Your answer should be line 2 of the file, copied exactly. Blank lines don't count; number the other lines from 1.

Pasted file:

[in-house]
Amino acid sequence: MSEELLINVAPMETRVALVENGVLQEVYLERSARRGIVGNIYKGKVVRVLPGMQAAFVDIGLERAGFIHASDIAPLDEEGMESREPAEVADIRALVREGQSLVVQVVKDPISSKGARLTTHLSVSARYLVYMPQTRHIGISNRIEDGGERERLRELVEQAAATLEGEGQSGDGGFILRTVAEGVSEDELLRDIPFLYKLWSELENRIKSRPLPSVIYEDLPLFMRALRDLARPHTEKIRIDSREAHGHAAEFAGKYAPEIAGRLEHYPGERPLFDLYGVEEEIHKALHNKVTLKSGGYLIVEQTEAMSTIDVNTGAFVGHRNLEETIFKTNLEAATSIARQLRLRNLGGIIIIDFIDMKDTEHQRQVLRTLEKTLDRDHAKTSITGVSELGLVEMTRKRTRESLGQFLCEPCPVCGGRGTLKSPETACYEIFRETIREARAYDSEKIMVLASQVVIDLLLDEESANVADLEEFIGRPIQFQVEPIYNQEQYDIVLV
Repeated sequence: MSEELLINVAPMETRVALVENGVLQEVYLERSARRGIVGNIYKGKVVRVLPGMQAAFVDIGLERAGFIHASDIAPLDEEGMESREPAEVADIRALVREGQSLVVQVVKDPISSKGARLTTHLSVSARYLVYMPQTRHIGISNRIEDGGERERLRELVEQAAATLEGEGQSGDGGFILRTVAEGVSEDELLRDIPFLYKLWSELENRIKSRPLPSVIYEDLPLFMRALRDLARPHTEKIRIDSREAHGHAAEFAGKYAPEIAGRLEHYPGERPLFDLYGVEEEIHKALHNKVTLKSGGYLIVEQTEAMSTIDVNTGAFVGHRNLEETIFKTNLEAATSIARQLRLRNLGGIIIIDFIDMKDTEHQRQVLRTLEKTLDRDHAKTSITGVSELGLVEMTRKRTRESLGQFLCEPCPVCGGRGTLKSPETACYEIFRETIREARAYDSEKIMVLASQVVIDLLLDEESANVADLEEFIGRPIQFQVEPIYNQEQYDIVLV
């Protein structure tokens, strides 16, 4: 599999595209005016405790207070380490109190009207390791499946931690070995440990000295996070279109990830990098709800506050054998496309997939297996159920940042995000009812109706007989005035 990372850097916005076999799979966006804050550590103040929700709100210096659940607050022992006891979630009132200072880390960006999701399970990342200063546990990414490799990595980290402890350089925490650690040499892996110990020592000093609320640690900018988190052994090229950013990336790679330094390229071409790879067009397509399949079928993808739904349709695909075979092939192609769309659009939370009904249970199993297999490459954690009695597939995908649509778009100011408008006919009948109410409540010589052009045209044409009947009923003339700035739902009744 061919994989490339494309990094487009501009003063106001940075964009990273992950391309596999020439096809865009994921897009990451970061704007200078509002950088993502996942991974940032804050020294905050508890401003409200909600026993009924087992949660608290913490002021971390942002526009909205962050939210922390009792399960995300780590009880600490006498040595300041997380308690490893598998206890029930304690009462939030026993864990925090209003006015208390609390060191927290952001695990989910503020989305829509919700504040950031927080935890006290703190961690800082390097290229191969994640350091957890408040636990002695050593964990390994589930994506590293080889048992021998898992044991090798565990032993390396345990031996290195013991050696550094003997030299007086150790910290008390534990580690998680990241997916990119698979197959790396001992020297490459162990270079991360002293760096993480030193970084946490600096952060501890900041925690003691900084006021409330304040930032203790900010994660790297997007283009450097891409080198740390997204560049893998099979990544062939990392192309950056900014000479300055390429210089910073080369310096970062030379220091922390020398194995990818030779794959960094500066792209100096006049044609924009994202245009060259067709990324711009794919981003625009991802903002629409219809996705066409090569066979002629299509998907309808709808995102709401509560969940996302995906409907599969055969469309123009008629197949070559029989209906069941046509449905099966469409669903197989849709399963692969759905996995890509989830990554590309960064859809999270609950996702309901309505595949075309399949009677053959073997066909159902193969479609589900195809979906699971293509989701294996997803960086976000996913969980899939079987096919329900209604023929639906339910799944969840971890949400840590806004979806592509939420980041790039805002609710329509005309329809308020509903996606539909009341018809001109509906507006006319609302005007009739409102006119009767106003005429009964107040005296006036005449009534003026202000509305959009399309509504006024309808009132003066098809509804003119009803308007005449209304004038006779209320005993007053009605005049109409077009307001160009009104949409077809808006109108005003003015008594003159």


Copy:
Amino acid sequence: MSEELLINVAPMETRVALVENGVLQEVYLERSARRGIVGNIYKGKVVRVLPGMQAAFVDIGLERAGFIHASDIAPLDEEGMESREPAEVADIRALVREGQSLVVQVVKDPISSKGARLTTHLSVSARYLVYMPQTRHIGISNRIEDGGERERLRELVEQAAATLEGEGQSGDGGFILRTVAEGVSEDELLRDIPFLYKLWSELENRIKSRPLPSVIYEDLPLFMRALRDLARPHTEKIRIDSREAHGHAAEFAGKYAPEIAGRLEHYPGERPLFDLYGVEEEIHKALHNKVTLKSGGYLIVEQTEAMSTIDVNTGAFVGHRNLEETIFKTNLEAATSIARQLRLRNLGGIIIIDFIDMKDTEHQRQVLRTLEKTLDRDHAKTSITGVSELGLVEMTRKRTRESLGQFLCEPCPVCGGRGTLKSPETACYEIFRETIREARAYDSEKIMVLASQVVIDLLLDEESANVADLEEFIGRPIQFQVEPIYNQEQYDIVLV